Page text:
ACEA, the association of European automobile manufacturers, has produced a detailed interactive map showing the distribution of the plants of automobile production in Europe. It also includes the assembly of heavy transport or the production of batteries.
The map includes all the spaces dedicated to the manufacture of vehicles in the European Union and in the Old Continent, so for the statistics the United Kingdom or Russia are included. These two countries are leaders in light vehicle assembly plants, with 19 spaces dedicated to this purpose and only surpassed by Germany, which has 22 factories.
In total, the European Union has 194 factories dedicated to transport, with the bulk of them, with a total of 80 plants, manufacturing light vehicles. That is, one in four spaces of this type in the European Union are within Germany. France (12 floors) and Italy (10 floors) follow them far behind. Spain, with eight factories dedicated to this type of car, is fourth on the list.
If we only talk about motors (electric or not), the weight of the European Union is greater and the distribution is very similar to what we have already seen. Of the 74 plants of this type in Europe, 50 of them belong to countries within the EU. And, once again, a quarter are on German soil, to add up to 13 plants of this type. Italy and Poland, with seven spaces dedicated to this purpose, are the following countries. France adds six and Spain another three factories.
Outside the EU, Russia and the United Kingdom are once again the ones with the greatest weight, adding up to 17 plants of the 22 factories that are located in the Old Continent but outside the European Union. With the sum of all the plants, 44% of all the factories are dedicated to the assembly of light vehicles in the European Union and 24% of them are dedicated to the production of engines.
Batteries, the European mole
As can be seen from the data provided by ACEA, manufacturers have a large number of plants for the production of vehicles (light or heavy) and engines, so the transition to electric cars should allow a good part of the themselves.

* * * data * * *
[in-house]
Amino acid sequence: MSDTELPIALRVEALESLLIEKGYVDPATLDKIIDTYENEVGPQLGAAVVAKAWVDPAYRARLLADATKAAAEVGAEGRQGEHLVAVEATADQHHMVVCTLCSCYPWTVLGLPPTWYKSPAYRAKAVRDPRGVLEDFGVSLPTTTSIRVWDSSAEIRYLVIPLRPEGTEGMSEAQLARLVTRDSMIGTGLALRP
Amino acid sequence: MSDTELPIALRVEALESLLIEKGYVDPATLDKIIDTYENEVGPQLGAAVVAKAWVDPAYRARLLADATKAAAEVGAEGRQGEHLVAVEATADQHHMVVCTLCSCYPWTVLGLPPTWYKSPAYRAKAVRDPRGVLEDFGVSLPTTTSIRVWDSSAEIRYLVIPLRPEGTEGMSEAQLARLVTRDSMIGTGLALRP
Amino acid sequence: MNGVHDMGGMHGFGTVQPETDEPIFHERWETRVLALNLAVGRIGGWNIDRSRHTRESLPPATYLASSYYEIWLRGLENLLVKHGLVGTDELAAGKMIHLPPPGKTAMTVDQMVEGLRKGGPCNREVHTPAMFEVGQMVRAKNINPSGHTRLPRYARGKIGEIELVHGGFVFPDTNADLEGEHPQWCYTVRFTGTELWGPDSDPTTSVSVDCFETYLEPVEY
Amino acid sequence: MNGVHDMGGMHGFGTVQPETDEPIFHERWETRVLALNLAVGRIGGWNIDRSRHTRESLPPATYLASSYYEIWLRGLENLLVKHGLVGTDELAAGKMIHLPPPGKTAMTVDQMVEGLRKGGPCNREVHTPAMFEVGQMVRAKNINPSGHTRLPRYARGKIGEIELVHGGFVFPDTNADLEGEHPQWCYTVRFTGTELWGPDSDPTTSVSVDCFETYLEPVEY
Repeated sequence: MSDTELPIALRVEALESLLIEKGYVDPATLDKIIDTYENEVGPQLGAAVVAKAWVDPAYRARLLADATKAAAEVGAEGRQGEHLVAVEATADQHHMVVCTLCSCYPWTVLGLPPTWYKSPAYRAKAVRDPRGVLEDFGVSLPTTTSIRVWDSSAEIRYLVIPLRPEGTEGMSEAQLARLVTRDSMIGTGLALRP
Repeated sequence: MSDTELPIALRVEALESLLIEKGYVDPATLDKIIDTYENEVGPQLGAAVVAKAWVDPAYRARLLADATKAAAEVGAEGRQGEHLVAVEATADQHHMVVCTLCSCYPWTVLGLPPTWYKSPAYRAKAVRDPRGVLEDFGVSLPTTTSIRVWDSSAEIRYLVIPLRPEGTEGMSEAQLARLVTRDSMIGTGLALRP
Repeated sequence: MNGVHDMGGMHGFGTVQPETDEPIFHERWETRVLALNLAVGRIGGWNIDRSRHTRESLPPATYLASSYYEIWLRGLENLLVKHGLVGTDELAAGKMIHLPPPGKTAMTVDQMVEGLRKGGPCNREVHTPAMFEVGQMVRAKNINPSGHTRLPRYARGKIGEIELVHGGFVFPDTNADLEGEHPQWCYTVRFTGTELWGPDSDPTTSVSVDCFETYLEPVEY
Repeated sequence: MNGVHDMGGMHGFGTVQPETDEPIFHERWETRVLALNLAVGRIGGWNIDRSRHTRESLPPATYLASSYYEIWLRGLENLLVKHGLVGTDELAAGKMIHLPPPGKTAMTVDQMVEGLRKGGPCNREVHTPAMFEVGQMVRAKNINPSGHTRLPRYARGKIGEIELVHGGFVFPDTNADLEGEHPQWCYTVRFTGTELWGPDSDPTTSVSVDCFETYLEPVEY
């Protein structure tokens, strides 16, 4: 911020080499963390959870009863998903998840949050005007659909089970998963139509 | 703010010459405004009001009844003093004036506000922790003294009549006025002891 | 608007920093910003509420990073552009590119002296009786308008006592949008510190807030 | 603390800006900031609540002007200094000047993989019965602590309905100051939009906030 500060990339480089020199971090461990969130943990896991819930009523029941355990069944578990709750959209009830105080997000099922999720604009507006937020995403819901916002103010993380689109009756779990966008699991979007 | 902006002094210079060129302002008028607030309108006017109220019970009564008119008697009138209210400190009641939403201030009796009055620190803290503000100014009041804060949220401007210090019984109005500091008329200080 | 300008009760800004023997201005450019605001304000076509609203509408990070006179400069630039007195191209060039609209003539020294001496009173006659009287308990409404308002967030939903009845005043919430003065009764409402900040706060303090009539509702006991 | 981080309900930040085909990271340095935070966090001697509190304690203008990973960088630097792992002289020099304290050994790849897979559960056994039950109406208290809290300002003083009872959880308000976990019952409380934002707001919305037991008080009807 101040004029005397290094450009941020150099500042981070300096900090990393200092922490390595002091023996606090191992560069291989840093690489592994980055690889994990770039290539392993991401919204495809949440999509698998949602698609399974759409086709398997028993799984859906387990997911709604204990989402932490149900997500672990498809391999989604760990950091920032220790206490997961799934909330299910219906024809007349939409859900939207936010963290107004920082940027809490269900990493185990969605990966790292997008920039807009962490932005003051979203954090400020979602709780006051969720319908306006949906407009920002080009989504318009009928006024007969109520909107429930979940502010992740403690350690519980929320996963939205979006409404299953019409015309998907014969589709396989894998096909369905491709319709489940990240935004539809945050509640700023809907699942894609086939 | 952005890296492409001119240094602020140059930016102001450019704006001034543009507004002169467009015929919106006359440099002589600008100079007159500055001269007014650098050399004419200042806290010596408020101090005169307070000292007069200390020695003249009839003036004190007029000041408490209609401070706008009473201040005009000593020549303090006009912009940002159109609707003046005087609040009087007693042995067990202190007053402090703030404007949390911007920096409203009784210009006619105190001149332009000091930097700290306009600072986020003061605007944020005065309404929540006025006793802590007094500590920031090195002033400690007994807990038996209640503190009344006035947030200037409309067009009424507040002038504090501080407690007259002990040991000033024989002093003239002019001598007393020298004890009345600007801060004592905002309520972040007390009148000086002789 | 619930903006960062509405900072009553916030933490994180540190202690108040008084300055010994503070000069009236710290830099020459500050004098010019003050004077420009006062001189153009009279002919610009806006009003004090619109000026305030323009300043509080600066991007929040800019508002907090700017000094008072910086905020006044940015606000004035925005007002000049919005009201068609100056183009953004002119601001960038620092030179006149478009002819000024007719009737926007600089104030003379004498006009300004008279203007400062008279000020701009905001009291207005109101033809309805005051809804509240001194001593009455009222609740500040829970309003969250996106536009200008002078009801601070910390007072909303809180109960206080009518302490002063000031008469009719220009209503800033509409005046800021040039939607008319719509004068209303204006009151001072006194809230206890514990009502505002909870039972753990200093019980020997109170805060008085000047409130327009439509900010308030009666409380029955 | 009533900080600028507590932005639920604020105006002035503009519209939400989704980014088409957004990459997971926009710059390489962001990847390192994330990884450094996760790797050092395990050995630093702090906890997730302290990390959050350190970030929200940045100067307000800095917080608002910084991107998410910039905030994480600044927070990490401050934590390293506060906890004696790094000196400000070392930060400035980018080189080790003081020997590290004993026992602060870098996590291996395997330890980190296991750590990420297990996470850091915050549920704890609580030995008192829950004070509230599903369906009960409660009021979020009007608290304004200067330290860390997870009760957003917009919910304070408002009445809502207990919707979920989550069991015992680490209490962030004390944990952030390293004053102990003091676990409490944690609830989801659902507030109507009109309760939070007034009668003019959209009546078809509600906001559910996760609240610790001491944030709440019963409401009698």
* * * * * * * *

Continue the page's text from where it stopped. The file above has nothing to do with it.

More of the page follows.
It must be remembered, despite this, that the reconversion of production lines requires a significant economic investment and that workers are already facing tougher working conditions to maintain some of these production lines.
But it is in battery manufacturing where plants are in short supply. The European Union has 17 factories dedicated to this work and, if we take a broader perspective, only one more from the United Kingdom is added. In other words, only 6% of the production lines in Europe, 18 plants of 301 factories, are dedicated to the generation of batteries for electric cars.
These plants have the drawback that they force the manufacturer to build new spaces that, in addition, entail some environmental problems (especially in water consumption) that have caused spaces such as Tesla in Berlin to suffer continuous delays. In Spain, only Renault manufactures batteries in Valladolid, although the Volkswagen Group has also approved a plant in Sagunto (Valencian Community).
Once again, Germany is once again the biggest promoter, with up to six spaces dedicated to this type of product on its soil. Far behind is any other battery-producing country (Poland and Finland have two factories). That is, one in three battery plants in Europe are located in Germany.
George is Digismak’s reported cum editor with 13 years of experience in Journalism